Nov. 14, 2006 -- Sleep problems are common among elementary-school-aged children, but they are often not recognized by parents, new research shows.
When 8-year-old twins and their parents were surveyed, almost half of the children reported experiencing difficulty falling asleep while fewer than one in five parents said their kids had sleep problems.
Based on their findings, researchers concluded that both genetic and environmental factors influence sleep problems among school-aged children.
Researchers Alice M. Gregory, PhD, of King's College London tells WebMD that the frequency of self-reported sleep problems among the children in the study should not escape the notice of pediatricians.
The study is published in the November/December issue of the journal Child Development.
"The finding that there is a high prevalence of sleep difficulties in a nonclinical sample suggests that it may be worthwhile to [ask about] sleep difficulties in children undergoing routine medical checkups," she notes.
300 Twin Pairs
The study included 300 twin pairs and their parents. About half of the twins were identical, meaning that they shared all the same genes.
Twin studies are performed to better understand how genes and environment influence health and development.
In the newly reported sleep study, twins and their parents were asked about specific sleep problems.
Among the main findings:
17% of the parents said their children usually had problems falling asleep (not falling asleep in 20 minutes); 45% of the children reported having problems.
19% of parents said their children showed signs of parasomnia, meaning that they talked in their sleep, walked in their sleep, or exhibited excessive movement during sleep.
Children who resisted going to bed were more likely to report having trouble falling asleep.
Childhood sleep researcher Marc Weissbluth, MD, tells WebMD he is not surprised that so many parents were unaware of their children's sleep problems.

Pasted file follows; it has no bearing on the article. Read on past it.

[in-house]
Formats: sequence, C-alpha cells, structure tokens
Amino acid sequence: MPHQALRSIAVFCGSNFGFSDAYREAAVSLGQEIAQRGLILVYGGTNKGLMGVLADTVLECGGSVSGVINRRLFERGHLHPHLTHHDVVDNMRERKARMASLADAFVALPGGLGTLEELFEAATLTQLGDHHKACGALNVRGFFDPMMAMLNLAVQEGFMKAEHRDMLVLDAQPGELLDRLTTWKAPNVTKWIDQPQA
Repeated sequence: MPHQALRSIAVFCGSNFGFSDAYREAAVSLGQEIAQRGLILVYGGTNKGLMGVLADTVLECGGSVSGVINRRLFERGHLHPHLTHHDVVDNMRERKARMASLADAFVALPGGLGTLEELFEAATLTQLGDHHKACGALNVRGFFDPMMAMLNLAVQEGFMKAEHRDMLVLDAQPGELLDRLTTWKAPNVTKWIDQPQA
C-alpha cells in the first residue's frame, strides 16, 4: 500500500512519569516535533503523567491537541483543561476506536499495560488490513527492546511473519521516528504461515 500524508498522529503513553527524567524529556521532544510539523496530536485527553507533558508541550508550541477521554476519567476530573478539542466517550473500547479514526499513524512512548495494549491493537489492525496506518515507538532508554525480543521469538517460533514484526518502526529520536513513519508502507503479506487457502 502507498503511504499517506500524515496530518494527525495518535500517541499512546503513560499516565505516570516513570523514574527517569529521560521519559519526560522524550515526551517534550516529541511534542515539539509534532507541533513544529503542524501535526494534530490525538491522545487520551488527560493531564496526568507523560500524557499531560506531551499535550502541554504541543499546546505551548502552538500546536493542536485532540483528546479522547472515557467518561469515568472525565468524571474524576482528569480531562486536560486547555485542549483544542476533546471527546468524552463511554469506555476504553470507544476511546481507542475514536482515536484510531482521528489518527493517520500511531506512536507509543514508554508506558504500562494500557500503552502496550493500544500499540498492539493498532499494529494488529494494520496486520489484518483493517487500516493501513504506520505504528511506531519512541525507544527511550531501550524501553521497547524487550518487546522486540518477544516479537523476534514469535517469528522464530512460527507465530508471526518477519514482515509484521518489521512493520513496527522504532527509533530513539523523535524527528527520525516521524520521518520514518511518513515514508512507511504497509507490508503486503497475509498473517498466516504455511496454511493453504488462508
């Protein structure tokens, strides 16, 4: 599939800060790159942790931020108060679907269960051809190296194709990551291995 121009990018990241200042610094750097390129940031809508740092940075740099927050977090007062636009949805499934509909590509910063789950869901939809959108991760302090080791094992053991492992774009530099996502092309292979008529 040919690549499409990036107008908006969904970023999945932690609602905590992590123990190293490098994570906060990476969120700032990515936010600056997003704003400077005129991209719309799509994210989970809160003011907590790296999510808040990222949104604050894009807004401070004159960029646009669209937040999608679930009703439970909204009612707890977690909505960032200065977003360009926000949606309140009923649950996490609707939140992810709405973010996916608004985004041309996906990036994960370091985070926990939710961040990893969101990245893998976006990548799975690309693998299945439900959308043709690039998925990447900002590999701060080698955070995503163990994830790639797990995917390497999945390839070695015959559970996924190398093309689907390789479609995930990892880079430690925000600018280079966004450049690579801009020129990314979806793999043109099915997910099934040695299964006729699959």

Weissbluth is a practicing pediatrician and a pediatrics professor at Northwestern School of Medicine in Chicago. He wrote the book, Healthy Sleep Habits, Happy Child.
"Parents know when their very young children aren't sleeping well, but children learn as they get older not to bother their parents at night," he says. "When this happens the problem shifts to teachers."
Weissbluth says sleep problems among elementary-school-aged children often manifest as behavioral and academic issues at school. But sleep deprivation is rarely recognized as the cause of classroom problems.
"Sleep is an underappreciated health habit," he says. "We all know that junk food is unhealthy for our children, but so is junk sleep. Healthy sleep is to the brain what healthy food is to the body."
Allowing children to stay up too late and overstimulating them immediately before bedtime are two common examples of unhealthy sleep habits, Weissbluth says.
He adds that the failure to address sleep issues could set children up for a lifetime of problems.
"Sleep is a learned behavior," he says. "You don't grow out of sleep problems. They just show up in different ways throughout life. An adolescent who never learned good sleep habits as a child is at risk for all the predictable poor outcomes like depression, obesity, and drug use. And teens who don't sleep well often become insomniac adults who rely on sleeping pills."